Ever visited one of the Sonoma State University preserves? A student experience well worthy of undertaking, the Sonoma County area boasts three university preserves: the Osborn Preserve, Galbreath Preserve, and Los Guilicos Preserve. At the “Dig into Nature” informational meeting held on Wednesday, Sept. 4, led by Suzanne DeCoursey, students explore what the student Naturalist training entails at the Osborn Preserve.
The Osborn Preserve is six miles away from the Sonoma State campus. The Center for Environmental Inquiry created the Naturalist program, which is all about connecting to the natural world with others and being able to teach others about the preserve’s natural inhabitants. In the program, students learn about species, biodiversity, fire ecology, geomorphology, and much more.
“What interested me in this meeting is that I actually have the capability and the opportunity to go to a preserve that this campus owns, and I can learn about so many different species, trees, flowers, animals and other living things--what is literally right among us, which I think is so cool,” says Shayna Hammer, one of the students attending the meeting.
There is profound uniqueness from two different angles within the program. What community partners find unique about the center is the opportunity given to their students. For instance, the K-12 teachers are extremely excited that their students get to interact with college students because it allows for their students to start viewing college as more of a realized opportunity; whereas, before, some of the students had never known anyone who was going to college. Community partners alike certainly find such value rooted in the center. From the students’ point of view, it is an opportunity to receive real, hands-on experience that is otherwise hard to obtain knowledge over from simply learning in a classroom setting.
“I was most interested in the fact that within this program, I get to work with kids and people of all ages and be able to share my knowledge-- and to be able to learn more about nature myself, just by exploring and being able to see different types of animals, trees and flowers and all kinds of stuff that makes this world so unique,” says Amber Hukanother, another student attendee.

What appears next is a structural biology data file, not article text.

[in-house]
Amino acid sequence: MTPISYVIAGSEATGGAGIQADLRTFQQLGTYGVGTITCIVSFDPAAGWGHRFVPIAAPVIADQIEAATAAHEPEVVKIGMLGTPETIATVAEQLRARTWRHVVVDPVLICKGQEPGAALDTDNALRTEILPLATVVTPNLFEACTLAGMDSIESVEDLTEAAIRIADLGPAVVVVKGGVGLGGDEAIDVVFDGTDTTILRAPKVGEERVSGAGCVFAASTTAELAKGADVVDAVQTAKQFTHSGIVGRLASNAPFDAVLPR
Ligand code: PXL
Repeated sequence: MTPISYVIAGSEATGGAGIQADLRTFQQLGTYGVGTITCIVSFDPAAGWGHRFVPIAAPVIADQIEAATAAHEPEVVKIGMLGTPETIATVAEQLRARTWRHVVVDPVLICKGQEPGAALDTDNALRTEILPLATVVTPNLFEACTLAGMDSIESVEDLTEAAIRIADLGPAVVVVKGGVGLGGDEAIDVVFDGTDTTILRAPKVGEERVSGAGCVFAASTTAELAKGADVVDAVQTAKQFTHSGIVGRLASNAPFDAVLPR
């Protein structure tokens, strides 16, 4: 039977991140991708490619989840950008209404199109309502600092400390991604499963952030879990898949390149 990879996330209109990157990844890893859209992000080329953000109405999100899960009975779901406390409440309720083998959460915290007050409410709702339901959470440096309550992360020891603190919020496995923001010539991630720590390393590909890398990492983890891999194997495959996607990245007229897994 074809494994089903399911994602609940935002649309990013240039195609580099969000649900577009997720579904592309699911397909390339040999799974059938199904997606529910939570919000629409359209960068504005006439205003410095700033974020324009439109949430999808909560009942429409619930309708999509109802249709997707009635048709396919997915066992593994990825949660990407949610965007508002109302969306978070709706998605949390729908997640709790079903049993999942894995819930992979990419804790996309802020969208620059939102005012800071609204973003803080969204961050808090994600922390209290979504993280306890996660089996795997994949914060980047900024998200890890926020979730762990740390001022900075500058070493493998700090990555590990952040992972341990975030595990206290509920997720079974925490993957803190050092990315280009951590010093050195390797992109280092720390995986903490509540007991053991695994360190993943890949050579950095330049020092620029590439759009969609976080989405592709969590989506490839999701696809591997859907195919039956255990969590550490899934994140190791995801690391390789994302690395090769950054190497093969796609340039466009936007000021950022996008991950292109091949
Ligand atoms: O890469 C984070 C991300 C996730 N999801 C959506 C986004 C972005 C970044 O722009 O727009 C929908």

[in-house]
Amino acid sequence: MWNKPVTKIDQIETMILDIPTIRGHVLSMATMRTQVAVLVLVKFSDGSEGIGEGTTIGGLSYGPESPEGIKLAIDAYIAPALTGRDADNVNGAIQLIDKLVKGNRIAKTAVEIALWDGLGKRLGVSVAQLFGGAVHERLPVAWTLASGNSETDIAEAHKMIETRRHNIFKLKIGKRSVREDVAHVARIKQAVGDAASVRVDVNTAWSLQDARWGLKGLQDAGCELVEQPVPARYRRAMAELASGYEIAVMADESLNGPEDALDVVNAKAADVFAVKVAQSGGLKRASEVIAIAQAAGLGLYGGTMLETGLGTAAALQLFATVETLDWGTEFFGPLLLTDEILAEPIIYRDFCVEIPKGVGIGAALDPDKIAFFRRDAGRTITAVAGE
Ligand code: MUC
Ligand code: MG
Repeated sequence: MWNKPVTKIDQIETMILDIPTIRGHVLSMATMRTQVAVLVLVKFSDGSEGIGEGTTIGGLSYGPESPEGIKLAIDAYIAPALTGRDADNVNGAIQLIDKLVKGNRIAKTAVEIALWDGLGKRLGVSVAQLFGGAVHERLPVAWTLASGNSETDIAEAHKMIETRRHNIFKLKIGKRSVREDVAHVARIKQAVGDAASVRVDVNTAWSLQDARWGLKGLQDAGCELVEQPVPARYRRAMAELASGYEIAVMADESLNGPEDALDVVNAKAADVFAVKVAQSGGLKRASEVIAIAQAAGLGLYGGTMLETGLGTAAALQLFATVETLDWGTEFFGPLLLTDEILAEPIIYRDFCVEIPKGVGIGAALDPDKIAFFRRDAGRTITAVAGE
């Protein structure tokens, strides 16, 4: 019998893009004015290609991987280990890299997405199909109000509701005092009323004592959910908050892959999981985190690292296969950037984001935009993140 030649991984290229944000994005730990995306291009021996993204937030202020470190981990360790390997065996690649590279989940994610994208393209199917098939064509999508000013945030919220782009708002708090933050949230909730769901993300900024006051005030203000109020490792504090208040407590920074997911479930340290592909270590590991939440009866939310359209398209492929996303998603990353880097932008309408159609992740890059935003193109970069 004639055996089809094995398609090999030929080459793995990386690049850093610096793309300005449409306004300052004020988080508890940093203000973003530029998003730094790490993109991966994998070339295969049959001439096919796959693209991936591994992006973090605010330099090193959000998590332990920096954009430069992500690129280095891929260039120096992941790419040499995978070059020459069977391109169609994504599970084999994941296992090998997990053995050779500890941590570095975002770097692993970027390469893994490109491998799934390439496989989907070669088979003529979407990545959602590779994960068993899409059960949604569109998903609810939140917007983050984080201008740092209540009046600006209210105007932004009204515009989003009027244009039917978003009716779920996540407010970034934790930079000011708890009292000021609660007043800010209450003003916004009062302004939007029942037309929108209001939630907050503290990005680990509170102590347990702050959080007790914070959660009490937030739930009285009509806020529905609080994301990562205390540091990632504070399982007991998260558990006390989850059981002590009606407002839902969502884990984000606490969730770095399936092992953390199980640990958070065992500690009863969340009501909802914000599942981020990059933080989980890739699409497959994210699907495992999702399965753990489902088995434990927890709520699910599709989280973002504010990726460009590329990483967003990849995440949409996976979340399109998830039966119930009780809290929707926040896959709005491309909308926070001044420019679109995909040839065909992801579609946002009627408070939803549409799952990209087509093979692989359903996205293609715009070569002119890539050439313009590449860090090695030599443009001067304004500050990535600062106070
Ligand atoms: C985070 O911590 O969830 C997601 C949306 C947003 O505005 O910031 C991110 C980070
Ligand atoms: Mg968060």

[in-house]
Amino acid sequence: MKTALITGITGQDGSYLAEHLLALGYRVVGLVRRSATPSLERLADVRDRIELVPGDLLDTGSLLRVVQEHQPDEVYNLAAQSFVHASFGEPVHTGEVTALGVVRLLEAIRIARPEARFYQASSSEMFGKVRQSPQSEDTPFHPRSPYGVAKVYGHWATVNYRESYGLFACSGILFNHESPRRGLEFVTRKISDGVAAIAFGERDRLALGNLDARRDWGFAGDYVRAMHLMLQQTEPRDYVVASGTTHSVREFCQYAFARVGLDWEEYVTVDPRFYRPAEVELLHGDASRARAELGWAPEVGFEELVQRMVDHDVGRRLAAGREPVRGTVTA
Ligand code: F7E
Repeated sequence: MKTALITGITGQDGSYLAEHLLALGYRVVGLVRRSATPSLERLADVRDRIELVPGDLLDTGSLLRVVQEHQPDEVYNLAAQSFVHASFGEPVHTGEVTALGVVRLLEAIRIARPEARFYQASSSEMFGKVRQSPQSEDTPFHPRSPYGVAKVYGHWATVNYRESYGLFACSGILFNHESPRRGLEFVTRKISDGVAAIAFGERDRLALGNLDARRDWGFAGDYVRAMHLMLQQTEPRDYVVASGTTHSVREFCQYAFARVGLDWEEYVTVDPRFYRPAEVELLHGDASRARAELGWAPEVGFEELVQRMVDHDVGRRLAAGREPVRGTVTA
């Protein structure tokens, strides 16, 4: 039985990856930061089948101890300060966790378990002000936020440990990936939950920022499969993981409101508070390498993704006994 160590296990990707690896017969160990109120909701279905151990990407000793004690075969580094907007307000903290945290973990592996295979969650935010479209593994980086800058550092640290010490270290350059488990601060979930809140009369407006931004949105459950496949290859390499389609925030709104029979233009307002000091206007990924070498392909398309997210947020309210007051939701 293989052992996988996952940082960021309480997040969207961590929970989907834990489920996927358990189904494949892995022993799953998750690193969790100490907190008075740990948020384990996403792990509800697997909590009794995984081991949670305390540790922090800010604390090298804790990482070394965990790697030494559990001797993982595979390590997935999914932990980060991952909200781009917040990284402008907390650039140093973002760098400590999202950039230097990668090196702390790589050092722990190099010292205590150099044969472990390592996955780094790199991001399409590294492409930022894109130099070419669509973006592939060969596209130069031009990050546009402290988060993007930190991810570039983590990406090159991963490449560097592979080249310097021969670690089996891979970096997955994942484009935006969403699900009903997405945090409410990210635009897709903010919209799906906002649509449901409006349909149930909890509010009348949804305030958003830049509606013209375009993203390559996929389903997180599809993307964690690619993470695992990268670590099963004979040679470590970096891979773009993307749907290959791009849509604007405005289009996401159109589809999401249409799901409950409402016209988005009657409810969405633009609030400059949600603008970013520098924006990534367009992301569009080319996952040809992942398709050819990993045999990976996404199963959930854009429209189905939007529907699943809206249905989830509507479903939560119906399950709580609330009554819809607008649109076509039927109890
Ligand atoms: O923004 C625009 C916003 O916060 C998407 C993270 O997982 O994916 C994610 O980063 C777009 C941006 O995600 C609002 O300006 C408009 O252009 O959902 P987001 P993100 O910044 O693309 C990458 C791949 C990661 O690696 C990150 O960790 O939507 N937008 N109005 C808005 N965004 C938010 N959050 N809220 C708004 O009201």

Whatever a student’s major or intended future career may be, there is something worthy of exploration at the center for all types. If one was to ask employers what they value most in graduates, most of them will not talk about content knowledge; employers talk about foundational skills such as the ability to communicate, ability to work as a team and leadership skills. The programs offered by the center are a premier way to obtain said skillets because, again, such are difficult to acquire inside of a classroom environment. In working as part of a team, or even having to lead a tour, participating students witness first-hand the crossover to a workplace environment and the dynamics therein, with public speaking and leadership development surfacing as inherent aspects of the student experience all the while.
Training for the University’s Naturalist program takes place every semester; the mandatory meetings for the program are at the beginning of the semester as well as at the end, in preparation for the following semester.
As Suzanne DeCoursey, the Education Manager at the Center for Environmental Inquiry, summarizes best, “It is just fun! Students really do need these skills anyway, no matter what your career may be that you are going into. It is great to have these things on your resume,” she continues, “and you might need the credits, so why not get them in a way that’s fun, enjoyable and essentially allowing you to play outside, instead of having to sit in a box of fluorescent light.”